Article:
A danger to the nation’s children
The NSPCC's new 'Someone To Turn To' campaign will poison family relations, says the author of Paranoid Parenting.
If you want to get a story circulating in the media, all you have to do is get some numbers, call it research and put out a press release.
Political parties, charities, non-governmental organisations, lobby groups and other advocacy groups have perfected the strategy of promoting their cause through advocacy research. Advocacy research is the very opposite of scientific investigation. Sound science is devoted to the exploration of the unknown and the discovery of the truth. Advocacy organisations don’t have to discover the truth – they already know it and their research is designed to affirm what they already know. ‘Let’s get some numbers to prove the cause’ seems to be the motif of such research.
In contemporary times, advocacy research provides one of the principal instruments for gaining publicity for a cause. And publicity is what advocacy is all about. The National Society for the Prevention of Cruelty to Children is one of the most successful advocacy organisations in the UK. In recent decades the NSPCC has become a lobby group devoted to publicising its peculiar brand of anti-parent propaganda and promoting itself.
Its expensive Saatchi and Saatchi TV campaigns have succeeded in raising the organisation’s visibility. With so much of its funds devoted to sophisticated propaganda campaigns, it is not surprising that providing real services for children no longer appears to be its main priority. Critics have pointed out that most of the NSPCC’s budget goes on publicity and campaigns. It is difficult to avoid the conclusion that the direct services that the NSPCC provides for children have become a mere adjunct for this publicity-hungry machine. Somehow, the NSPCC zealots have lost touch with the world of real children.
The NSPCC is shameless about its obsession with publicity. Its website proudly displays the logo ‘PR Week Award 2003’. A press release published in December 2003 boasts that its ‘hard-hitting’ cartoon TV and poster campaign gained an award for being ‘the best charity ad in the world’. These ads featured a child in the form of a cartoon character who is thrown from wall to wall by a real live father. Viewers see the ‘child’ having a cigarette stubbed out on his head, being punched and then thrown down the stairs. Another ad portrays images of distraught cartoon babies covering their ears in terror to keep out the noise of their father battering their mother next door. The NSPCC’s publicity crusade relentlessly portrays a world where parents, particularly fathers, systematically brutalise their children.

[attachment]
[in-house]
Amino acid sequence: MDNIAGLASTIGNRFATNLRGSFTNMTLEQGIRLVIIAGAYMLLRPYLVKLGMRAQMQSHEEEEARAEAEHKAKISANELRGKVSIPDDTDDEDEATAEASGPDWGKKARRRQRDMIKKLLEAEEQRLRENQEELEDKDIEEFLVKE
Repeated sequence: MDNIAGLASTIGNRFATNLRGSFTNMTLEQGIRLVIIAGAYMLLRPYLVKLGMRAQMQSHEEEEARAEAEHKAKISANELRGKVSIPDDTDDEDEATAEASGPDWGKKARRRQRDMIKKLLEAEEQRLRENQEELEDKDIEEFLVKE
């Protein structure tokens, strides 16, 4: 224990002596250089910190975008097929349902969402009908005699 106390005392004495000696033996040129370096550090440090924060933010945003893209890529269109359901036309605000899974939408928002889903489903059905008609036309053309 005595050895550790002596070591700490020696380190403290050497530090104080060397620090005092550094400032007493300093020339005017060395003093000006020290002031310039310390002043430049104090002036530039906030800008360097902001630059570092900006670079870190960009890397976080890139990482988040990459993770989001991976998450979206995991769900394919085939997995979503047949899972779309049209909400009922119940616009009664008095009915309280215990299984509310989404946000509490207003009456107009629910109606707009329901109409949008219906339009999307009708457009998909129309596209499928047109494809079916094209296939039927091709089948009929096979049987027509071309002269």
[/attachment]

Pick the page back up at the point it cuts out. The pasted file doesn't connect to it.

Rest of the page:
In 2003, slick adverts made by Saatchi and Saatchi compared a baby’s scream to a road drill and depicted a father slowly losing his temper to the point where he rushes towards his child. The message is crystal clear – fathers can’t handle a toddler’s tantrums without reacting violently.
While the NSPCC is brilliant at self-promotion, its research verges on the banal. Today, it launches new ‘research’ in order to promote its ‘Someone To Turn To’ campaign. Ostensibly, the aim of this campaign is to get children to talk to people about their anxieties. However, its real objective is to target children and to get them to communicate their family problems and parental misdeeds to disinterested lobby groups like the NSPCC.
Why should this be necessary? Because the NSPCC research ‘shows’ that children are anxious about their life and also worry a lot. If you read the NSPCC’ s advocacy research, you can discover that 34 per cent of 11- to 16-year-old children go so far as ‘to say that they are always worrying about something’. And apparently, surprise, surprise, 82 per cent of 11- to 16-year-olds worry about exams and 42 per cent worry about not having a boyfriend or girlfriend.
You don’t need a PhD in child psychology to come to the startling conclusion that most children have a lot of worries about growing up. Indeed, as most adult readers will recall, being anxious is a fairly normal aspect of childhood. There is nothing particularly novel about childhood insecurity; what is new is the attempt to turn it into a disease and a social problem. What is also new is the mendacious project of turning childhood anxiety into a justification for the predatory activity of a publicity-hungry media machine.